Feb 6, 2014; Brooklyn, NY, USA; San Antonio Spurs shooting guard Marco Belinelli (3) shoots over Brooklyn Nets small forward Paul Pierce (34) during the second half at Barclays Center. The Brooklyn Nets won the game 103-89. Mandatory Credit: Joe Camporeale-USA TODAY Sports

NBA All-Star Saturday: Three-Point Contest


In an event headlined by the Western Conference’s captain for the evening in All-Star Saturday’s new format, Stephen Curry fell woefully short of many of the expectations.

Curry scored just 16 points in his first and only round of the Foot Locker Three-Point Contest, starting and finishing cold. In the new rules of the contest, a rack full of two-point “moneyballs” could be placed at any of the five shooting locations on the floor. Curry chose the right baseline, which was his final rack. He only made one shot, leaving him well short of where he needed to be.

Kevin Love led the contest off, despite having been the champion the only other time he competed (he was injured last year after winning it in 2012). He had the moneyball rack on the left wing, which was his second rack. Despite that being Love’s best location statistically during the regular season, he also hit just one of five shots on the rack.

The second contestant was Portland’s Damian Lillard, competing in this third of five events on the weekend. He looked okay, finishing with 18 points. The third shooter for the Western Conference was San Antonio Spurs swingman Marco Belinelli, who’s made a career out of being a role-playing sharpshooter on contending teams.

He started cold, but made up ground on his final rack, which was also his moneyball rack. Sinking his last shot, he passed Damian Lillard with 19 points to represent the West in the championship round.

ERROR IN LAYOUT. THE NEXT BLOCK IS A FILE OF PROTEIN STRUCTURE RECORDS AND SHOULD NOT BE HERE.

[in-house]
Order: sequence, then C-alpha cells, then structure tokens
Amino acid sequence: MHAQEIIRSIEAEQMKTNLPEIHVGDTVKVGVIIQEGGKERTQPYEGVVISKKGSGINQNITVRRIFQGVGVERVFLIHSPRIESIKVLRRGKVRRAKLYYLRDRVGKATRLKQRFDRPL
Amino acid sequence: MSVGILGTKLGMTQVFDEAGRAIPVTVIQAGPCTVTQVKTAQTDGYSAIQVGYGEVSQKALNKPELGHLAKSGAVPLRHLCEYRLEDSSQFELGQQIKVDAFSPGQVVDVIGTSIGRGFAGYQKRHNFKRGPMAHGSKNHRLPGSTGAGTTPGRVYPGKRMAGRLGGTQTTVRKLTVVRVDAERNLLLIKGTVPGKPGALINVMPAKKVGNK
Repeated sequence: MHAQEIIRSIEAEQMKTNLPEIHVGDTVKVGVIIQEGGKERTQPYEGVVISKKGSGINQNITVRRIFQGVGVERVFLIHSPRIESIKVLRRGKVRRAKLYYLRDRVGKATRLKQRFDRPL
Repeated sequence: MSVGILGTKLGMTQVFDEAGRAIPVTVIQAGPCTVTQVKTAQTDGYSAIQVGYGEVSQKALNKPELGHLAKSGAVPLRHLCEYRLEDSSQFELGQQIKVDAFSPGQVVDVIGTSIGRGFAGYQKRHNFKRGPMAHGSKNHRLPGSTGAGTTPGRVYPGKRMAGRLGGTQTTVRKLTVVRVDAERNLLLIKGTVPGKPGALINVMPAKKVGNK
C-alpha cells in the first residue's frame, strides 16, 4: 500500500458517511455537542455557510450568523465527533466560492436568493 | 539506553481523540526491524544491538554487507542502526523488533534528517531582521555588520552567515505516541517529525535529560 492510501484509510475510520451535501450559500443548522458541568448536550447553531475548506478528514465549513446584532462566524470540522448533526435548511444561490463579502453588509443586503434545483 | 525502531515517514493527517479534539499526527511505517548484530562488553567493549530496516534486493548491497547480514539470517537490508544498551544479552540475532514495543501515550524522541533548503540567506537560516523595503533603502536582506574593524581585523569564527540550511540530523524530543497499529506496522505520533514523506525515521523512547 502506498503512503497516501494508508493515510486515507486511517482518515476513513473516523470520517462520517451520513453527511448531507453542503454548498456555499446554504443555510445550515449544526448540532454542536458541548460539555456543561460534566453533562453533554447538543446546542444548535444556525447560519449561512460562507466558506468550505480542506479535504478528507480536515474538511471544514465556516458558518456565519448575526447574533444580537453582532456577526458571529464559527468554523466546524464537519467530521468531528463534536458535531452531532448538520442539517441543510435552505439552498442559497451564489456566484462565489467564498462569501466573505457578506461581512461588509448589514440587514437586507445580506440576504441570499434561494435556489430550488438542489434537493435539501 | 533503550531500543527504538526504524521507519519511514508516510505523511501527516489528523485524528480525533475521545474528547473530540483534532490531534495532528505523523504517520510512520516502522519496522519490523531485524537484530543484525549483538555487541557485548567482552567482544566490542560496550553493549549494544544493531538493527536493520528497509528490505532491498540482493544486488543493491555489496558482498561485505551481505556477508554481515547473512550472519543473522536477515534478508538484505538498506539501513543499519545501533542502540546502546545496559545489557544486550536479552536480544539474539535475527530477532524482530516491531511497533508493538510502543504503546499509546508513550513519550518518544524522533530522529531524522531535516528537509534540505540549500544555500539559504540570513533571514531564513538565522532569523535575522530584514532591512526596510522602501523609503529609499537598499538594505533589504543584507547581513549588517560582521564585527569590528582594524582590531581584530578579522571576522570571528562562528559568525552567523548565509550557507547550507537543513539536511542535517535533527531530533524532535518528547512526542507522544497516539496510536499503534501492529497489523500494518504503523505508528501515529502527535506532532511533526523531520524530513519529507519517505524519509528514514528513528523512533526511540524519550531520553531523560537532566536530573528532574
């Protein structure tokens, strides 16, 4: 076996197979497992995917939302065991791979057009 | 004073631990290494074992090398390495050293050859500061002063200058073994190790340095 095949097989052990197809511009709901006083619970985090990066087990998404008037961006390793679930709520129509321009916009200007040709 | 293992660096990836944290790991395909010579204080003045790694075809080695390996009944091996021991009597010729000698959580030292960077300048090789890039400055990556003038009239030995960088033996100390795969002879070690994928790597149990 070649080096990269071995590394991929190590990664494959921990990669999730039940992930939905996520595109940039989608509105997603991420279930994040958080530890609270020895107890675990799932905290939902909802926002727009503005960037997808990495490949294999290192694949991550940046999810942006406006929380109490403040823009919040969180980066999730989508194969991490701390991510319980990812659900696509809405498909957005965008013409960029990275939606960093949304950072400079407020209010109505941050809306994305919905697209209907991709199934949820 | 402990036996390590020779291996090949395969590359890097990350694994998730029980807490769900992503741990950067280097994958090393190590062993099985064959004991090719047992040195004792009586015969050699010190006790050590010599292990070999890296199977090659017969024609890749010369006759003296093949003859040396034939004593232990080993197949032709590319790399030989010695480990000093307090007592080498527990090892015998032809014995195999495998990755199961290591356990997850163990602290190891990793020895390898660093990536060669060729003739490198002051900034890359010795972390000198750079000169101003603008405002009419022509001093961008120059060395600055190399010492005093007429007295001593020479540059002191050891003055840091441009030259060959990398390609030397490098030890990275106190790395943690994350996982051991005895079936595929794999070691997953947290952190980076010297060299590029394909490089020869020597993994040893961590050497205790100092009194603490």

Joe Johnson of the Brooklyn Nets led things off for the Eastern Conference, and struggled mightily. Statistically, he had no business even being in the competition (of course, he didn’t deserve to be an All-Star either, but that’s another conversation), and he shot exactly how one might have expected, scoring a contest-low 11 points.

Orlando’s Arron Afflalo followed Johnson and put up just 15 points, good for the second-worst score of the evening. He put the moneyball rack last, like Belinelli, but ran out of gas before getting there. The third contest for the East was Washington’s second-year guard Bradley Beal, who put his moneyball rack second, on the left wing, and sunk just two of the five balls.

He finished with a round-high 21 points, however, and solidified his spot in the championship round opposite Marco Belinelli as defending champion Kyrie Irving scored 17 points in running out of time on his last (and moneyball) rack. Beal’s former babysitter, Nelly, was amped.

In the finals, Beal and Belinelli tied at 19 points after Beal got hot on his final rack yet again. In the 60 second tiebreaker, however, Belinelli got much hotter, scoring the highest total of the night with 24 points. Beal scored just 18 points in his last chance to match the Spurs forward, and the role-playerist player of them all walked away with the trophy.

There was a lot of intrigue in this year’s long-range shootout, and overtime rounds are what we all hope for. The additional rack of moneyballs was kind of a fun twist, and it helped Belinelli overcome a slow start to his first round and get himself deeper into the competition.

 

Tags: Bradley Beal Damian Lillard Foot Locker Three-Point Contest Joe Johnson Kevin Love Kyrie Irving Marco Belinelli NBA NBA All-Star Weekend Stephen Curry